The IOC’s Executive Director Christophe Dubi recently said that these reforms could clearly be seen at Rio 2016. But I’ve spent the past year conducting fieldwork on the preparations for the games here in Rio, and I’ve seen many instances of human rights abuses and corruption – it’s one of the major reasons that so many protests happened in the run up to the games.

Protesters march against the Olympics in Rio. Image: Antonio Larceda/EPA.

So how can the negative impacts of the Olympics be softened? One common suggestion is to have a single host city for the Olympic Games – perhaps in Greece. The problem with the Olympics in their current form is the huge amount of spending on new construction in one location for one event. Even spending on new transport infrastructure is often not directed towards the long-term needs of citizens, instead seeking to serve tourists for 17 days, with little thought given to the needs of the taxpayers who ultimately foot the bill.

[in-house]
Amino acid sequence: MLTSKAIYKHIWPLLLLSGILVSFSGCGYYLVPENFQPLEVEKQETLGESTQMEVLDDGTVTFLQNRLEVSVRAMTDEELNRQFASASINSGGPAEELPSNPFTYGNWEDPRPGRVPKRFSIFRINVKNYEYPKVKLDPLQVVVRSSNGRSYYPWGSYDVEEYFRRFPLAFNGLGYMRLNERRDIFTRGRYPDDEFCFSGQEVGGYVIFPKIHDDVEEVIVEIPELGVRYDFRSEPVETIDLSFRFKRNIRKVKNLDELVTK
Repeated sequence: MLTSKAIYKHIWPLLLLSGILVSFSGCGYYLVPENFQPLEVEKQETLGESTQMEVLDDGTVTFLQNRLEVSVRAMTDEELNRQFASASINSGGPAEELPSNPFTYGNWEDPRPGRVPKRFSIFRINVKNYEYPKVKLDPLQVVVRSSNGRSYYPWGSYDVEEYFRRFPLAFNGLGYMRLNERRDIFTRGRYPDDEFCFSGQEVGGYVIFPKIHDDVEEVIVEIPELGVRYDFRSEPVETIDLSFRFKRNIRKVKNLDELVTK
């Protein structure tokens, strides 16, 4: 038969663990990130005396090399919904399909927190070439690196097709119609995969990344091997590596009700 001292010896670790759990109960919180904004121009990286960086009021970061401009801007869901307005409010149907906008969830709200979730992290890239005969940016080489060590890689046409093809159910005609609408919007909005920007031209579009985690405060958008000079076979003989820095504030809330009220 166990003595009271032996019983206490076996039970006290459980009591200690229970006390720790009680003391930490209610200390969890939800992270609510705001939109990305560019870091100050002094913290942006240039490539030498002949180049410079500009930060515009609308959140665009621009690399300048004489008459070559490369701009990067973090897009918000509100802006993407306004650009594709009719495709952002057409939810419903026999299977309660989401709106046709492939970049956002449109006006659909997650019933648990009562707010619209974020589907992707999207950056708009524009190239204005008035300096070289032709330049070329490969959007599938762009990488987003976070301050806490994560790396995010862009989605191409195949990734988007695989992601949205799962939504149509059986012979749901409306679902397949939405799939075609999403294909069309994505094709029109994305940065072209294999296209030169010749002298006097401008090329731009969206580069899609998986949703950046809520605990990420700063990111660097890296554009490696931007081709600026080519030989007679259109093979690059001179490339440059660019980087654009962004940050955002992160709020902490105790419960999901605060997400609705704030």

But, as Boykoff rightly points out, saddling a city such as Athens with this behemoth every four years may not be a particularly appealing prospect for the people who live there – particularly given the dire state of the Greek economy at the moment.

He suggests having five different host cities, and rotating the responsibility between them every five years. While this may be preferable for residents, it only really manages to share the pain around. A more radical reform is required.

Rio’s Olympic aquatics centre: ready for its 17 days of fame. Image: Adam Talbot/author provided.

A suitable solution might arise through embracing technology. In the 21st century, the vast majority of people experience the Olympic Games through the media – mainly television. As Maurice Roche notes, the Olympics are a global media event, which create a unique cultural space where physical distance and time differences can be broken down.


A global solution

So, why not host the games all over the world? Holding events in existing facilities around the world would allow the Olympics to capitalise on some of the world’s most iconic locations, while eliminating the excessive construction and disruption caused for host cities.